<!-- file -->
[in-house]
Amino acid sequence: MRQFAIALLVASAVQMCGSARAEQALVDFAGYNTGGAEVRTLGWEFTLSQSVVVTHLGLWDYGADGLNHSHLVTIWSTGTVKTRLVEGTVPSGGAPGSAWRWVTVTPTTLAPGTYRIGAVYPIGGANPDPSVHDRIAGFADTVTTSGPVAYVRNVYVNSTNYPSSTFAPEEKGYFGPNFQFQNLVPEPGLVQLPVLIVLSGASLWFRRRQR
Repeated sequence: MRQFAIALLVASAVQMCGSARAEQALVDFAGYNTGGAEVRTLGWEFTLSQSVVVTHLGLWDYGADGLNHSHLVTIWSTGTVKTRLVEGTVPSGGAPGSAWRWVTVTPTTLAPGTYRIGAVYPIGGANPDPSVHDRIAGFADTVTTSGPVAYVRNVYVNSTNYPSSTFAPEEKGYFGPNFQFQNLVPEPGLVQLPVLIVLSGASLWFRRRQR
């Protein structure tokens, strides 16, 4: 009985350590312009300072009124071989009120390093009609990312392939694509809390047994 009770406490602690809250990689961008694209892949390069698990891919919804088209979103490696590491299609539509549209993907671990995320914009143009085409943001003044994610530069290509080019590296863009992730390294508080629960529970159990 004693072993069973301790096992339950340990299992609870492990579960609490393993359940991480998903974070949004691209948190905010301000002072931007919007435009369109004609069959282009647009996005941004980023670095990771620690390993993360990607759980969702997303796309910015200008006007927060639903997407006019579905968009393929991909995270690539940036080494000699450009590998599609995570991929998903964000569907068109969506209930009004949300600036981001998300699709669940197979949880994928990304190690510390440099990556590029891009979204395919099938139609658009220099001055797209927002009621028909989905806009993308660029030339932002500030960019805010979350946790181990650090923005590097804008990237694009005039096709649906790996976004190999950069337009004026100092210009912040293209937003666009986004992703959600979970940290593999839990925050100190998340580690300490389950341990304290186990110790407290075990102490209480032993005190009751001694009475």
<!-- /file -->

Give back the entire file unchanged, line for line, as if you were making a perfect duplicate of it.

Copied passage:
[in-house]
Amino acid sequence: MRQFAIALLVASAVQMCGSARAEQALVDFAGYNTGGAEVRTLGWEFTLSQSVVVTHLGLWDYGADGLNHSHLVTIWSTGTVKTRLVEGTVPSGGAPGSAWRWVTVTPTTLAPGTYRIGAVYPIGGANPDPSVHDRIAGFADTVTTSGPVAYVRNVYVNSTNYPSSTFAPEEKGYFGPNFQFQNLVPEPGLVQLPVLIVLSGASLWFRRRQR
Repeated sequence: MRQFAIALLVASAVQMCGSARAEQALVDFAGYNTGGAEVRTLGWEFTLSQSVVVTHLGLWDYGADGLNHSHLVTIWSTGTVKTRLVEGTVPSGGAPGSAWRWVTVTPTTLAPGTYRIGAVYPIGGANPDPSVHDRIAGFADTVTTSGPVAYVRNVYVNSTNYPSSTFAPEEKGYFGPNFQFQNLVPEPGLVQLPVLIVLSGASLWFRRRQR
């Protein structure tokens, strides 16, 4: 009985350590312009300072009124071989009120390093009609990312392939694509809390047994 009770406490602690809250990689961008694209892949390069698990891919919804088209979103490696590491299609539509549209993907671990995320914009143009085409943001003044994610530069290509080019590296863009992730390294508080629960529970159990 004693072993069973301790096992339950340990299992609870492990579960609490393993359940991480998903974070949004691209948190905010301000002072931007919007435009369109004609069959282009647009996005941004980023670095990771620690390993993360990607759980969702997303796309910015200008006007927060639903997407006019579905968009393929991909995270690539940036080494000699450009590998599609995570991929998903964000569907068109969506209930009004949300600036981001998300699709669940197979949880994928990304190690510390440099990556590029891009979204395919099938139609658009220099001055797209927002009621028909989905806009993308660029030339932002500030960019805010979350946790181990650090923005590097804008990237694009005039096709649906790996976004190999950069337009004026100092210009912040293209937003666009986004992703959600979970940290593999839990925050100190998340580690300490389950341990304290186990110790407290075990102490209480032993005190009751001694009475």